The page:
Veggies are nutritional powerhouses. A potent source of vitamins, minerals, and antioxidants, veggies provide a huge amount of nutritional clout for your Calorie count! Unfortunately, vegetables are also the one class of food that remain under-consumed amongst Americans and world-consumers.
While most of us consume more than our fair share of grain, meat, dairy, fat, and added sugar, few Americans meet the daily recommended intake for fruits and vegetables.
Compounding this issue is the matter of vegetable choice: most – the world over – don’t gravitate towards leafy greens, broccoli, or brussels sprouts.
Though most consumers would readily agree that French fries, and, indeed, all fried potato products, onion rings, and the like, do not qualify as actual vegetables, many Americans continue to turn a blind eye towards high-starch vegetables, to the detriment of their overall health. Vegetables like corn, peas, potatoes, sweet potatoes, acorn squash, butternut squash, plantains, and parsnips all fall into the category of high-starch vegetables.
What is a high starch vegetable?
While still truly vegetables in the sense of the word, starchy vegetables contain more carbohydrate than other vegetables. True to their moniker, the higher starch content also means a higher Calorie content, which may inhibit the maintenance of a healthy body weight.
Most consumers scarcely consider vegetables when considering total Caloric intake- this is because vegetables are typically so low in Calories that we view them as “freebies”.
And while this is fine for non-starchy vegetables like broccoli, salad greens, and cucumbers etc., failing to recognize the high Caloric content of potatoes, peas, corn, and other starchy vegetables can yield disappointing results on the scale.
A cup of cooked potato or sweet potato (both starchy vegetables), for example, contains roughly 200 Calories- the same number of Calories as a cup of cooked pasta or rice. By comparison, broccoli (a non-starchy vegetable) contains a mere 30 Calories per cup.
Consistently consuming high-carbohydrate vegetables may impede blood sugar control, setting the stage for high blood sugar, insulin resistance, and increase fat deposits in the liver. Prediabetes and Non-alcoholic Fatty Liver Disease- two conditions related to the overconsumption of carbohydrate- are often caused by a disproportionately high consumption of carbohydrate.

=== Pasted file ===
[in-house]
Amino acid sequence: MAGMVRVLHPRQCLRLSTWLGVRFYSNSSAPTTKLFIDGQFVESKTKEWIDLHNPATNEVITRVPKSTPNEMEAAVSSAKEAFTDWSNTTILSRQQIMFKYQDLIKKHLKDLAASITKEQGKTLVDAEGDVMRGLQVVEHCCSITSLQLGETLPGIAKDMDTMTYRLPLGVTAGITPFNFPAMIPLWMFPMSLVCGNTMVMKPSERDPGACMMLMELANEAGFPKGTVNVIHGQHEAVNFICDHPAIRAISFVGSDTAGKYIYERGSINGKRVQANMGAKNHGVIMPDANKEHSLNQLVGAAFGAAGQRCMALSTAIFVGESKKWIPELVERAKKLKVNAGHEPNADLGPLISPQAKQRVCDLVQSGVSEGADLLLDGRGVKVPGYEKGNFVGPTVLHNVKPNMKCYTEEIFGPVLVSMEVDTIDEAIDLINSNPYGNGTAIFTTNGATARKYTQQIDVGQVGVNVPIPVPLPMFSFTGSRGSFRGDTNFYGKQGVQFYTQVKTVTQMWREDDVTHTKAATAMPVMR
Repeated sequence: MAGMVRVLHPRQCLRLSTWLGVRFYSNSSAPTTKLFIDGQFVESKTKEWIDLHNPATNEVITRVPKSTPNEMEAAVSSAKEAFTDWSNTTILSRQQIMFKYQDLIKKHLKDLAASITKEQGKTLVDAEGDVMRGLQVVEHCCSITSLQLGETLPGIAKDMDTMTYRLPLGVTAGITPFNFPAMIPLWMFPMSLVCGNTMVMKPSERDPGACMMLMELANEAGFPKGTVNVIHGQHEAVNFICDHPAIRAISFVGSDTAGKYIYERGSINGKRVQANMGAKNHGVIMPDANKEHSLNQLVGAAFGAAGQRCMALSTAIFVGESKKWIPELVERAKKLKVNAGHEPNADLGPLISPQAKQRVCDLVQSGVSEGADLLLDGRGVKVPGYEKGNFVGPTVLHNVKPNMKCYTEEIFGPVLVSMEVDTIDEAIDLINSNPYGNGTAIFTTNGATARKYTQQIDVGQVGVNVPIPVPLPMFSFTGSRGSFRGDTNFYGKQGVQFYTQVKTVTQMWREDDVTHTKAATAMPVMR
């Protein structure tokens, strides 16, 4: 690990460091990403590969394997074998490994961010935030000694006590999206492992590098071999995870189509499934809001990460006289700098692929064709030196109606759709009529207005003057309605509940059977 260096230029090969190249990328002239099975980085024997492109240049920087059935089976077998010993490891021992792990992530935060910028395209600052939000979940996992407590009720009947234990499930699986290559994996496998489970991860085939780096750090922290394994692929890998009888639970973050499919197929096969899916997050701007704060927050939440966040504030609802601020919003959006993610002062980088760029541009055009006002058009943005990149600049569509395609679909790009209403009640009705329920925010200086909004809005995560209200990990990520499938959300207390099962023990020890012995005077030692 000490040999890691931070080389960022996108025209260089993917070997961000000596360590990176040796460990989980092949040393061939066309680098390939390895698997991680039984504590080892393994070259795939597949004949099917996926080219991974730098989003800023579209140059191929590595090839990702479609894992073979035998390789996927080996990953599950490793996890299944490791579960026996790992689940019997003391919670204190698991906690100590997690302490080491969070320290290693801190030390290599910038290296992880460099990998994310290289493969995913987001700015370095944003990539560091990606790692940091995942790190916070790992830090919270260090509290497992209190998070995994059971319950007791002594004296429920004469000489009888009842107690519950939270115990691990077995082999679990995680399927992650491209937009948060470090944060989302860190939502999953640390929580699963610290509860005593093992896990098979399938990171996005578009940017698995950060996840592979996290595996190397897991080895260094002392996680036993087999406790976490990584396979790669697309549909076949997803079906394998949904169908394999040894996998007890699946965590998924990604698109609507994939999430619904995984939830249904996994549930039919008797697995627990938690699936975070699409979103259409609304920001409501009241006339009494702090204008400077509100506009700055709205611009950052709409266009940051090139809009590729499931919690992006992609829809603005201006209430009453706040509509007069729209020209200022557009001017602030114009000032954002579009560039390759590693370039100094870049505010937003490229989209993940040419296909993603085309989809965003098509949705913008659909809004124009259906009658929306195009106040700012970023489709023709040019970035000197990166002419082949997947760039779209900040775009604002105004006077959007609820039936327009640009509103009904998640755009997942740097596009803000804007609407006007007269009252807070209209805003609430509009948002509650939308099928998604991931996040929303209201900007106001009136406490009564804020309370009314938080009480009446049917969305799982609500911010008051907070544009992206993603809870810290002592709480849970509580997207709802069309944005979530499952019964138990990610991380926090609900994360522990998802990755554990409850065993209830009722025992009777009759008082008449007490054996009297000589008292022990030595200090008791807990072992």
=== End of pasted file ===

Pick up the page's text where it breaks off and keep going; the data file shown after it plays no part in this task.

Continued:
Given that 1 in 4 Americans is affected by these conditions, controlling carbohydrate consumption should be a high priority for any weight or health-conscious consumer, and indeed is a MUST!
Why are low-starch vegetables a healthier option?
Beyond providing superior nutritional content through high vitamin and mineral content, the low Calorie content of non-starchy vegetables helps promote a healthy body weight by promoting satiety without dramatically increasing Caloric intake. By focusing on low-starch vegetables as filler foods, weight-conscious consumers are better able to maintain a healthy weight without feeling unnecessarily hungry.
To reap the full rewards of the produce section, choose low-starch options whenever possible, and prepare your veggies without any additional fat, sauce, dressing, or dip whenever possible. Remember than even healthy fats-like olive oil or vinaigrette- still contribute Calories that may interfere with weight loss if not accounted for in your daily Caloric intake.
While navigating the grocery store can be tricky, the produce section is a relatively easy shopping experience when armed with a dash of knowledge. Consult the following high and low starch guide on your next trip to the supermarket.
Beware the bad guys- Avoid these high-starch options, unless you plan on using them in place of a grain.
● Sweet Potatoes
● Butternut Squash
● Acorn Squash
Align yourself with the right side of the veggie patch- Choose these low-starch options for a low-Calorie, high-fiber filler for meals and snacks.
● Salad Greens
● Bell Peppers
● Brussels Sprouts
● Bok Choy